Environmental regulators will be able to impose unlimited penalties on polluters for causing damage, the government has confirmed.
The current limit of £250,000 is to be scrapped following consultation with “widespread public support”, the Department for Environment, Food and Rural Affairs (Defra) has said.
This means that the Environment Agency (EA) and Natural England can impose heavy penalties without having to go through lengthy criminal proceedings.
Defra said the amount of penalties will be subject to conviction guidelines and will take into account the extent of the pollution and the degree of liability and harm, as well as the size and ability to pay of the polluting company. .
Environment Secretary Therese Coffey announced her department’s intention to allow unlimited fines for water-polluting companies in April, and this has now been expanded to include all environmental companies, companies energy and water to waste operators.
Ms Coffey said: ‘Polluters still have to pay. We’re removing the cap on civil penalties and dramatically expanding their scope to target a much wider range of offenses – from violations of storm surge permits to careless disposal of hazardous waste.
“It builds on actions taken across government to defend our environment – fighting pollution, protecting delicate ecosystems and enhancing nature.”
The new powers will come under the Environmental Permits (England and Wales) Regulations 2016 and will come into force “in due course” after both Houses of Parliament approve the amendments, Defra said.
Environment Agency Chairman Alan Lovell said: ‘We routinely prosecute companies and individuals through criminal proceedings, but these new powers will allow us to impose penalties faster and more easily. apply, although the most serious cases will continue to be brought before the courts.
“This should be a strong deterrent – boosting compliance across a range of sectors, reducing pollution and preserving the ecology and prosperity of our natural world.”
Defra said future fines and penalties will be invested in a water restoration fund, which will be used to improve water quality.
Campaigners have questioned the government’s commitment to making polluters pay because of its cuts in funding for regulators in recent years.
The Reverend Paul Cawthorne, who has spent years investigating unregulated chemical landfills used by Monsanto to bury cancer-causing PCBs, asked if Ms Coffey cared that dangerous chemicals could seep into some major rivers from the United Kingdom.
At least two landfills in South Wales used by Monsanto have leaked PCBs and although they are regulated by Natural Resources Wales, Reverend Cawthorne believes there are others that do not. are not properly tested in England, which would be the responsibility of the EE.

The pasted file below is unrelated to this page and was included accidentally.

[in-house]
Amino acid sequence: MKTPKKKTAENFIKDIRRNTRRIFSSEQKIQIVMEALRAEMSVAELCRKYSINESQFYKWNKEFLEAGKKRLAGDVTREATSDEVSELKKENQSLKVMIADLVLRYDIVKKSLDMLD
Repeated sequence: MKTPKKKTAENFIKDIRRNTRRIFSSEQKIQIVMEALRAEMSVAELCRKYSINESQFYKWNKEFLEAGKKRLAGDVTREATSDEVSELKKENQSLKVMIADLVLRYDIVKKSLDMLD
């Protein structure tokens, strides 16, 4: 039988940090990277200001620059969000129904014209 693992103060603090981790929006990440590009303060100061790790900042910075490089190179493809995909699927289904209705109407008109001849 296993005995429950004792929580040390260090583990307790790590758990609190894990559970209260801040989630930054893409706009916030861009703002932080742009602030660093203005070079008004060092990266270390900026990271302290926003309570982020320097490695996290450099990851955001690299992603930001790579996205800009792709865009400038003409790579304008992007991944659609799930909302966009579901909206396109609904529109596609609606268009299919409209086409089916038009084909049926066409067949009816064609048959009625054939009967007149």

Defra said the new powers would only apply to regulators in England.
Reverend Cawthorne said of the announcement: ‘A lot of it feels like window dressing to me.
“Unless the government further encourages the EA to test river sediments and wildlife more often, they will continue to miss much of the most serious industrial pollution that is increasingly affecting our river ecosystems.
“In response to citizens’ knowledge of the seriousness of the current situation in our rivers, we want real action rather than defensive public relations.”
James Wallace, CEO of River Action, told members of the Greater London Authority on Tuesday that there must be “very significant” fines and penalties for water companies that pollute.
He said regulators had been ‘undone’ by years of funding cuts and the £2m fines imposed on some companies were ‘paltry’ and seen as a ‘business cost’ that was ‘not in the picture’ on the balance sheet”.
He added: “Farming is actually responsible for more pollution and let’s not forget the Thames catchment.
“Although we think here in urban terms, a lot of the water comes from agricultural land.
“More than 40% of phosphates come from agricultural land because of diffuse pollution. We need to see the government, whoever it is next time, invest in that as well. »
A Water UK spokesperson said: ‘We welcome this announcement. It’s only right that regulators have all the powers they need when things go wrong.
“With 99% of wastewater treatment plants fully compliant with their legal permits, the app will only ever be part of the solution.
“Achieving the transformation we all want to see takes hard work, innovation and investment – which is why we are proposing to invest £10billion in the biggest overhaul of our sewers since the Victorian era. “